New legislation in New York will require professional wrestling match promoters and hosts of combative sports matches—including mixed martial arts (MMA)—to post surety bonds. S 5949A passed in April and will take effect on September 1, 2016. The bill makes New York the last state to legalize MMA, which was done by including it in the state’s definition of authorized combative sports.
Combative sports match conductors, referred to as authorized sanctioning entities in the bill, are entities allowed to oversee and conduct matches. Combative sports are defined as professional and amateur boxing, wrestling, sparring, kickboxing, single-discipline martial arts, and mixed martial arts. These sports are legal only under the supervision of the New York State Athletic Commission or an authorized sanctioning entity.
Professional wrestling match promoters select participants and arrange wrestling matches according to state laws. Promoters are charged with Professional wrestling is defined as a “hand-in-hand” struggle whose purpose is entertainment rather than athletic competition.
S 5949A is aimed at improving safety for MMA competitors in the state. It establishes licensing procedures for entities conducting MMA matches, match judges and competitors, to be regulated by the Commission. Authorized entities must post a surety bond before being granted a license, which ensures their compliance with industry laws. The Commission will determine the amount of the bond. In addition to the license bond, entities must post a separate surety bond that ensures payment of competitors’ purses, salaries of club employees, and all ticket printing and advertising expenses.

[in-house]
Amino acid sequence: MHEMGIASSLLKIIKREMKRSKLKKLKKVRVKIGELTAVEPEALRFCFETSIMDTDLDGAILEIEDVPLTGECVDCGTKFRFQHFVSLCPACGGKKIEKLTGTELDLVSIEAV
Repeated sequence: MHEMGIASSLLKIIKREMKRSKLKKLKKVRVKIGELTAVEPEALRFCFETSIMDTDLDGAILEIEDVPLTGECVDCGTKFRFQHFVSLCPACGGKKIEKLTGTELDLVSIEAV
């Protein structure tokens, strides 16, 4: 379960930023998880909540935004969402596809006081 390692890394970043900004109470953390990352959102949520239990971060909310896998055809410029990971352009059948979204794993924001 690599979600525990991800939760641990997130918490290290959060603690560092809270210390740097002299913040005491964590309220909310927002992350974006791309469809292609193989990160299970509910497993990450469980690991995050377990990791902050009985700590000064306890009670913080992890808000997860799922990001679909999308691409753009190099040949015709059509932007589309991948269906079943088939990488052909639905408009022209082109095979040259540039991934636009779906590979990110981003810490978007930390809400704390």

Promoters must post a bond that is not less than $20,000, guaranteeing the payment of the same expenses plus payments to sponsoring organizations. S 5949A imposes taxes of 8.5% on event ticket sales and 3% of the gross receipts from broadcasting and digital streaming rights, not to exceed $50,000 in taxes.
The bill also introduces medical standards for competitors, mandating that they must cleared by a physician before participating in matches. Physicians are also given the right to terminate a match if they feel it is necessary to prevent serious injury to the competitors. Promoters are required to hold accident insurance or another form of financial guarantee covering competitors’ medical, surgical or hospital care in addition to more serious injuries or death.
The bill was signed after seven years of support from Senator Joseph Griffo. Griffo said that he is “proud to have led the charge in the Senate from the start to lift the statewide ban on professional mixed martial arts.” The press release from Gov. Cuomo’s site following S 5949A’s passage says that the state hopes to generate more than $137 million in revenue from MMA and wrestling events. The UFC has promised to host at least four events per year in New York for the first three years following the bill’s passage, hugely contributing to the anticipated revenue increase.
Contact the Athletic Commission if you have questions about the changing legislation or your bond amount. SuretyBonds.com can help you become a licensed combative sports conductor or wrestling match promoter by getting you bonded in New York.